Focus Areas of My Coaching Program

My coaching program focuses on two things: a music school’s systems and marketing plan. When a music school is stuck, the problem is often found in its systems or marketing plan.

 

Quite often, the problem is simply a lack of systems and a lack of a marketing plan. The biggest problem with a music school is also its greatest asset. A music school’s greatest asset is that it sells a product, specifically a service, that’s high in demand. Every parent, or almost every parent within five, maybe six or seven miles of you, that has $100-$200 a month to spend on after-school programming for their child is going to consider music lessons as an activity. So there’s a lot of demand.

 

You’re selling a high-demand service, which is great, but that’s also a problem because all you have to do is open up a music school, hang some flyers, tell some people about your business, and you can get a decent number of students pretty quickly. Maybe get some movement going on social media and engage in some Facebook groups. Getting some students is pretty easy, but that’s also the biggest problem with a music school. To scale it and get it big, you need to have strong business skills, strong marketing skills, and you need to understand the business functions and how to create a framework and systems to help your music school run more efficiently.

 

 

Building Strong Systems and a Marketing Plan

When it’s just you and your 30 or 40 students, the systems aren’t necessarily so important. But as your school grows and you struggle to keep up with the growth, or maybe you’re struggling to break through a growth ceiling, the problem almost always is the lack of systems and a marketing plan.

 

That’s where I can help you. In this one-on-one coaching program, I would initially take an inventory of your systems and marketing plan.

 

 

Getting Your Plan on Paper

You might think, “Well, there is no plan.” That’s fine. There is a plan; it just resides in your head. If you think you don’t have a marketing plan and don’t have any systems, you do, but they’re in your head.

 

The first step is to get them out of your head and onto paper. Then, over the course of three months, we would begin to build out your systems and a marketing plan. I say three months because it typically takes three months to get a basic framework in place.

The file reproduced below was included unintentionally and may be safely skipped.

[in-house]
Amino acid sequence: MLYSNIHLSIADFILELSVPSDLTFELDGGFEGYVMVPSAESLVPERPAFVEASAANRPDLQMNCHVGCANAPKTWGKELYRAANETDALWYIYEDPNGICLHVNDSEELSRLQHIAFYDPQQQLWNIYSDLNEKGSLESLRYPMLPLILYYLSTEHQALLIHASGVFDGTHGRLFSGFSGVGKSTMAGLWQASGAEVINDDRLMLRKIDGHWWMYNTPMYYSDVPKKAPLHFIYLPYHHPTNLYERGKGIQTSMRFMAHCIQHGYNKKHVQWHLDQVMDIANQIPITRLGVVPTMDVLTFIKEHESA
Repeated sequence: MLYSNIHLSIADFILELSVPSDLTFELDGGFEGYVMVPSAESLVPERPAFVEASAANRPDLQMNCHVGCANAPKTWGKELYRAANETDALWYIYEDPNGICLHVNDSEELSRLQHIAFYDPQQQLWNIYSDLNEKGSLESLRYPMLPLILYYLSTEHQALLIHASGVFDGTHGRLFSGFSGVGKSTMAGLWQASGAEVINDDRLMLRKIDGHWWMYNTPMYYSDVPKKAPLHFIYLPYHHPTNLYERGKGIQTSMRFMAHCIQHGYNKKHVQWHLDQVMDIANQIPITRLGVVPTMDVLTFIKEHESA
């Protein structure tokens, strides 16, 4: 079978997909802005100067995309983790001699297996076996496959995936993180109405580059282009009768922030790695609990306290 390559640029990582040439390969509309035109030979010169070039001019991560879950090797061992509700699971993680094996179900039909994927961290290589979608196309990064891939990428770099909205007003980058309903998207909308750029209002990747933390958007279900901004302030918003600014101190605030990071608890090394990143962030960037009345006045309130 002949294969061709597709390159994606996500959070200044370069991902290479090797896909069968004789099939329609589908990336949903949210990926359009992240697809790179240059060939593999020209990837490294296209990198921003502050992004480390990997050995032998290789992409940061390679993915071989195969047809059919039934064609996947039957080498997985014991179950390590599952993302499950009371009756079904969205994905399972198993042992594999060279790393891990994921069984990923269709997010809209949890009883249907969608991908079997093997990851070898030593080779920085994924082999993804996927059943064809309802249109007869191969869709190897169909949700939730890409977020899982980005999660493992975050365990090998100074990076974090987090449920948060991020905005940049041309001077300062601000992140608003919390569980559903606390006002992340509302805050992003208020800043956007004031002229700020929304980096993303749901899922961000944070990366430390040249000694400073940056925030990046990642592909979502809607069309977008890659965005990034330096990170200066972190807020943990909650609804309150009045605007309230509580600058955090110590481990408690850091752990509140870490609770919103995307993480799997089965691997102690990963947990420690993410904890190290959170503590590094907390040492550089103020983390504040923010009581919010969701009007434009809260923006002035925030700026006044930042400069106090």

Establishing a Foundation for Growth

If you work with me, you will not experience exponential growth in just a few weeks. But I’ll help you establish the foundation to make exponential growth possible. I’ll help you establish the foundation so that your music school can run more effectively, accommodate growth, and eliminate stress in your life.

 

One thing I noticed as a young music school owner is that as it grew, yes, I was making more money, but I was also managing more stress and had less time at home with my family. But then I got it to a point where I really had sound operations in place and my music school was pretty much running by itself.

 

 

Coaching Sessions and Availability

There were humans running the music school, but the humans were not me anymore. So typically, I see my coaching clients after hours. When I say after hours, the earliest would be 4:30, but typically 5:00 Eastern time. I also coach on late Sunday afternoons.

 

 

How to Get Started

If you’d like to work one-on-one with me and have me help you develop systems that you can keep in your music schools for years to come, and if you’re interested in having a marketing plan that functions as a game plan for your music school’s growth, I encourage you to reach out to me.

 

We can schedule a 20-minute call where I can tell you a little bit more about our program. I want to make sure that we’re a good fit. If you feel that you’ve learned a lot from this podcast and see value in personalizing the knowledge I share for your music school, I encourage you to reach out and schedule a call with me. You can just go to davesimonsmusic.com. You’ll see a button in the middle of the website that says “Schedule a Call Today.”

 

I look forward to hearing from you and learning more about your business, and I look forward to sharing how I can help you take it to the next level.